Emissions/Data uncertainties limitations
Parts of Emissions/Data uncertainties limitations
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Data, uncertainty and limitations
Global, historical emission data are provided in a range of inventories. The EDGAR database (JRC/PBL, 2012) was preferred for IMAGE because of its high level of detail and the similar sectoral and regional definitions. As part of the SSP project, non-CO2 GHG and pollutant emissions have been calibrated until 2015 with the CEDS database (Hoesly et al, 2018), which includes the most recent updates in emission factors, is based on a more consistent and reproducible methodology, and leads to estimates that are comparable to, but generally slightly higher than existing global inventories. Earlier, now less used, inventories include the database underlying the RAINS/GAINS system, the RETRO database and the RCP database (Lamarque et al., 2010). An overview of available inventories by Granier (2011) has shown large differences between the databases for carbon monoxide, nitrogen oxides, sulphur dioxide and black carbon on global and regional scales. Most emission factors for land-use emissions are based on IPCC methodologies and parameters (IPCC, 2006)
Data on activities and emission factors need to be aggregated in order to be used in IMAGE. In this process, decisions need to be made (e.g., on the use of weighted averages and representative sectors), which lead to additional uncertainties. In general terms there are three levels of uncertainty. For energy and industry, emission factors for CO2 are less uncertain than those for non-CO2 emissions. In turn, the uncertainty in emission factors for land use and natural sources is larger than for energy and industry sources because of the extreme variability of the factors controlling processes in space and time.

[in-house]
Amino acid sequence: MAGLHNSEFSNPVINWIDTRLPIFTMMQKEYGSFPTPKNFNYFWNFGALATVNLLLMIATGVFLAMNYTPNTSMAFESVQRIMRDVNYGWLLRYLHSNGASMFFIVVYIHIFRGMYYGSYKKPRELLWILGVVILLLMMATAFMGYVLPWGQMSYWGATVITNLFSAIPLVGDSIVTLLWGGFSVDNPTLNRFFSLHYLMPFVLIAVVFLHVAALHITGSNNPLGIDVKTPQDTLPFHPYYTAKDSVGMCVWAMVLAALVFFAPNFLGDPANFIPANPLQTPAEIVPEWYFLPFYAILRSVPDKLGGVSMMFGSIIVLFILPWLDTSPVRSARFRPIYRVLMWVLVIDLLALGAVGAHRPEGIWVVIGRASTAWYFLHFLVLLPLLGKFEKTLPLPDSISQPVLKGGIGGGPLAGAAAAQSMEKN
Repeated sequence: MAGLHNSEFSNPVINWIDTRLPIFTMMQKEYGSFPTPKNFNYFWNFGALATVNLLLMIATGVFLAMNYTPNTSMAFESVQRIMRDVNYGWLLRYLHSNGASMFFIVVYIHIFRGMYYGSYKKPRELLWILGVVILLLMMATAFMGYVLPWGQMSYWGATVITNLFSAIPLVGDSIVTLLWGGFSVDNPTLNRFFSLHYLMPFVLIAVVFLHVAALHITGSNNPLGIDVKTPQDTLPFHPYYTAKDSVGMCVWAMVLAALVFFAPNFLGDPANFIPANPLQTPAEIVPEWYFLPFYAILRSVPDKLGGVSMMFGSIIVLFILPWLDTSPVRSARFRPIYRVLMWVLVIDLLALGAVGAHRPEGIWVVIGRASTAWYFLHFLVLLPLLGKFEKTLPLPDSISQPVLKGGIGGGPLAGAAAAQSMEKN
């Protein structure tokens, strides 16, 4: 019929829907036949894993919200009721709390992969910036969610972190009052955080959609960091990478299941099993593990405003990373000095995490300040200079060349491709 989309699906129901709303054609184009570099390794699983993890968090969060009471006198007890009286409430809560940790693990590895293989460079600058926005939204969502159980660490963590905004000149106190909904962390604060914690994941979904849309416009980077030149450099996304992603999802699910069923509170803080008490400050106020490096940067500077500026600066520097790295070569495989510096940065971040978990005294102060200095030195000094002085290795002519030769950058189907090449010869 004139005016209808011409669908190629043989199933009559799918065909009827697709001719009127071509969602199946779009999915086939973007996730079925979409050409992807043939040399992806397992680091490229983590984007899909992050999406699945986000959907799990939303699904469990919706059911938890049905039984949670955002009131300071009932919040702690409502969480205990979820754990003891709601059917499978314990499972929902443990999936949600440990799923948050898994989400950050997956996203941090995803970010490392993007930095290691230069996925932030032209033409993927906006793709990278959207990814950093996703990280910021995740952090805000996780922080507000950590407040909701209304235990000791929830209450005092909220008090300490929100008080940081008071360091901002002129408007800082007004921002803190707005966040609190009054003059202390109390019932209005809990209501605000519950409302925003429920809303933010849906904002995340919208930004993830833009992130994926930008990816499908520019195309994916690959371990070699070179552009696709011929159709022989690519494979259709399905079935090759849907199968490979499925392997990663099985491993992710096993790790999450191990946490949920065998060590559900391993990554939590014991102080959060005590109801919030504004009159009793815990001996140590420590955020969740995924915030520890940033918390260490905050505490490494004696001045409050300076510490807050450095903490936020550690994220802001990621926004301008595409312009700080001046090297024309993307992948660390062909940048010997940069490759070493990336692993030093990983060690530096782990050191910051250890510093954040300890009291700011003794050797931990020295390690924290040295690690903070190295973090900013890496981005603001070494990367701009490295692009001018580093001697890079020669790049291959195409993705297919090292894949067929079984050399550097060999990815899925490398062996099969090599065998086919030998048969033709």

Future emissions and their uncertainty depend on the activity levels determined by other IMAGE components, and on the emission factors. Estimations of future emission factors in the energy and industry systems, described above, rely on historical observations and learning curves. However, future legislation and effective implementation may influence these factors more, and more abruptly. Emission factors for land-use activities may change in the future, also in the absence of climate policy, but are assumed to be constant because of lack of data. As the future development of emission factors is per definition uncertain, the influence is explored by changing the emission factors for different storyline-based scenarios.
IMAGE covers almost all emission sources and gases within a consistent framework, based on a few international data sets and authoritative sources. However, some specific emissions are only included as a group, without the underlying production processes. Even more importantly, IMAGE does not include emissions from peat and peat fires, although they constitute an important source of air pollutants and CO2 emissions (IPCC, 2007a).